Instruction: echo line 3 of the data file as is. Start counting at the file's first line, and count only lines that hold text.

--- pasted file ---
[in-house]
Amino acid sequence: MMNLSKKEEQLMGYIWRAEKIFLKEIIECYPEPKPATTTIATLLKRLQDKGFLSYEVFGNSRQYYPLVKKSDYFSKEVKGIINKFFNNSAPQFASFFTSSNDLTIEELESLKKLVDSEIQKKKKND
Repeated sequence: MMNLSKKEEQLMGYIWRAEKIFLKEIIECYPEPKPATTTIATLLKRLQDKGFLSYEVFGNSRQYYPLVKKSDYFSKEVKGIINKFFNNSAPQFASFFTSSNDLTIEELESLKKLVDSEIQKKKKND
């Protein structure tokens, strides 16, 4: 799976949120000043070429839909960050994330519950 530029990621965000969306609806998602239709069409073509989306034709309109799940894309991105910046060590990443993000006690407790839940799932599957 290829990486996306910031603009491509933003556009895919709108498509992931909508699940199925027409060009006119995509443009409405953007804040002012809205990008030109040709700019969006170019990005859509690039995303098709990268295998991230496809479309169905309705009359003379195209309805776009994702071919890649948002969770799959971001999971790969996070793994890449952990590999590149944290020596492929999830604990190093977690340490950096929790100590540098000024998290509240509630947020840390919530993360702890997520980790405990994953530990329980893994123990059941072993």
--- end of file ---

Repeated sequence: MMNLSKKEEQLMGYIWRAEKIFLKEIIECYPEPKPATTTIATLLKRLQDKGFLSYEVFGNSRQYYPLVKKSDYFSKEVKGIINKFFNNSAPQFASFFTSSNDLTIEELESLKKLVDSEIQKKKKND